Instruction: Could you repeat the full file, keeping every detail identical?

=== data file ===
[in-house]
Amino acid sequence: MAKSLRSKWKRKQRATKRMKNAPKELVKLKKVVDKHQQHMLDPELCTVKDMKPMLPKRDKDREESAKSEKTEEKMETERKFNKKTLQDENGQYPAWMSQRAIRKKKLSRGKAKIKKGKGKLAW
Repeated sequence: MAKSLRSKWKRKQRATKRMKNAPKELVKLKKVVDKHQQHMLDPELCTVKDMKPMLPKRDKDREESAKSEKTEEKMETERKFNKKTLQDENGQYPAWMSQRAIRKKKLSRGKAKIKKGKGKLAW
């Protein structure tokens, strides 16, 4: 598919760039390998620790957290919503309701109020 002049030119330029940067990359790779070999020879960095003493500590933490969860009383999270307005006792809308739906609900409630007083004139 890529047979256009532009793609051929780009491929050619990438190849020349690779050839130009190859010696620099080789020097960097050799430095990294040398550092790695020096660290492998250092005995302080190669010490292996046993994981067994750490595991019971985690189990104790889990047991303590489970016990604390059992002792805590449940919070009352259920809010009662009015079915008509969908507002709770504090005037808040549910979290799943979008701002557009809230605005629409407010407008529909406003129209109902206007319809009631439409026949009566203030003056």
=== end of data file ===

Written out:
[in-house]
Amino acid sequence: MAKSLRSKWKRKQRATKRMKNAPKELVKLKKVVDKHQQHMLDPELCTVKDMKPMLPKRDKDREESAKSEKTEEKMETERKFNKKTLQDENGQYPAWMSQRAIRKKKLSRGKAKIKKGKGKLAW
Repeated sequence: MAKSLRSKWKRKQRATKRMKNAPKELVKLKKVVDKHQQHMLDPELCTVKDMKPMLPKRDKDREESAKSEKTEEKMETERKFNKKTLQDENGQYPAWMSQRAIRKKKLSRGKAKIKKGKGKLAW
């Protein structure tokens, strides 16, 4: 598919760039390998620790957290919503309701109020 002049030119330029940067990359790779070999020879960095003493500590933490969860009383999270307005006792809308739906609900409630007083004139 890529047979256009532009793609051929780009491929050619990438190849020349690779050839130009190859010696620099080789020097960097050799430095990294040398550092790695020096660290492998250092005995302080190669010490292996046993994981067994750490595991019971985690189990104790889990047991303590489970016990604390059992002792805590449940919070009352259920809010009662009015079915008509969908507002709770504090005037808040549910979290799943979008701002557009809230605005629409407010407008529909406003129209109902206007319809009631439409026949009566203030003056």